The African Regional Intellectual Property Organisation (ARIPO) is an intergovernmental organisation established in 1976 for the cooperative management of intellectual property (IP) matters amongst English-speaking African countries. Since its establishment, ARIPO has developed a few key legal instruments for meeting its objectives, including the Harare Protocol on Patents and Industrial Designs, the Banjul Protocol on Marks and the Swakopmund Protocol on the Protection of Traditional Knowledge and Expressions of Folklore.
ARIPO has recently amended portions of the Harare Protocol on Patents and Industrial Designs (hereinafter “the Protocol”), which amendments came into effect on 1 January 2017. The Protocol empowers the ARIPO office to receive, process and grant applications for patents, and receive, process and register applications for industrial designs and utility models on behalf of its contracting states.
The most recent amendments to the Protocol include provisions for filing a request for substantive examination in respect of patent applications, provisions specifically setting out the exclusions from patentability, provisions for re-establishment of rights, provisions for post-grant amendments, provisions addressing claim dependencies and multiple dependencies in patent claims, provisions allowing the extension of time limits, as well as an updated fee schedule. The updated fee schedule increases some existing official fees and introduces new fees for some of the provisions now included in the amended Protocol.
Under section 3(3) of the Protocol, it is now compulsory to file a request for substantive examination for every ARIPO patent application filed after 3 January 2017. The request, which is to be accompanied by the payment of a prescribed examination fee, has to be made within three years of the earliest priority date, or of the filing date in the case where no priority is claimed. Therefore, ARIPO patent applications will be examined upon request only. Failing the timeous filing of a request for substantive examination, and the payment of the corresponding examination fee, a patent application will lapse.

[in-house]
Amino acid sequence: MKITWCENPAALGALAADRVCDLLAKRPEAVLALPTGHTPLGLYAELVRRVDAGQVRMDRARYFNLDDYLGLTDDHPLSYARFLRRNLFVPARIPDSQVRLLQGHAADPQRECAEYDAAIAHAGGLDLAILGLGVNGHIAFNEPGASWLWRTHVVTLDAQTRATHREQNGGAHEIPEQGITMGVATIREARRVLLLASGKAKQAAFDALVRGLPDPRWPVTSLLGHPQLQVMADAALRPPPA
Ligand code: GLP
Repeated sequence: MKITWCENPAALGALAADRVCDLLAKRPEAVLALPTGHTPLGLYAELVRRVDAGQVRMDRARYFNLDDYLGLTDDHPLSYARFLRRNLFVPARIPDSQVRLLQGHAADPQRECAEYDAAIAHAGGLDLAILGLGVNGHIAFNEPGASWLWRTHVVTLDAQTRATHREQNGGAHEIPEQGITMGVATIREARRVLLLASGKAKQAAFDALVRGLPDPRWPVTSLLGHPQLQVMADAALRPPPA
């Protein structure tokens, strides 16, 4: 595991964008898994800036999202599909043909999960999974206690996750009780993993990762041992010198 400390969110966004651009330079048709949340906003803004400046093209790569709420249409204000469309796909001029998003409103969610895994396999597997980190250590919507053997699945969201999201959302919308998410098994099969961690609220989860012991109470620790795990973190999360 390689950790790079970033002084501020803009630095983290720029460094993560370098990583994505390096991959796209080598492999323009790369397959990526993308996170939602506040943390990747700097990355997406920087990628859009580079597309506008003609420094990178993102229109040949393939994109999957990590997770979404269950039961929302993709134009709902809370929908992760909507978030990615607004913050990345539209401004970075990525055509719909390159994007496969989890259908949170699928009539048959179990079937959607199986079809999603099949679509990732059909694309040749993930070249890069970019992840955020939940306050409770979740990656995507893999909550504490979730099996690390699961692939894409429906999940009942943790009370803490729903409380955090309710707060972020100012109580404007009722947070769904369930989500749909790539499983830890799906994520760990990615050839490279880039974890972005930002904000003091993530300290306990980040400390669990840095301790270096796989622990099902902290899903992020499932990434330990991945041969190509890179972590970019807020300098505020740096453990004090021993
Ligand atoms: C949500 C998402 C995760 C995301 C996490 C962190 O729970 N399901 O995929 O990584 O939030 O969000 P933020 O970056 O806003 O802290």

Exclusions from patentability:
Sections 3(10) (h), (i) and (j) were introduced to define more clearly what matter would be excluded from patentability in terms of the Protocol. Besides an invention having to meet the novelty, inventiveness and industrial application requirements, the newly added sections expressly exclude the following from patentability:
- discoveries, scientific theories and mathematical methods;
- aesthetic creations;
- schemes, rules and methods for performing mental acts, playing games or doing business, and programs for computers; and
- presentation of information.
However, the above exclusions only relate to the subject matter “as such”.
Further exclusions are:
- inventions the commercial exploitation of which would be contrary to "ordre public" or morality;
- plant or animal varieties or essentially biological processes for the production of plants or animals (this provision shall not apply to microbiological processes or the products thereof); and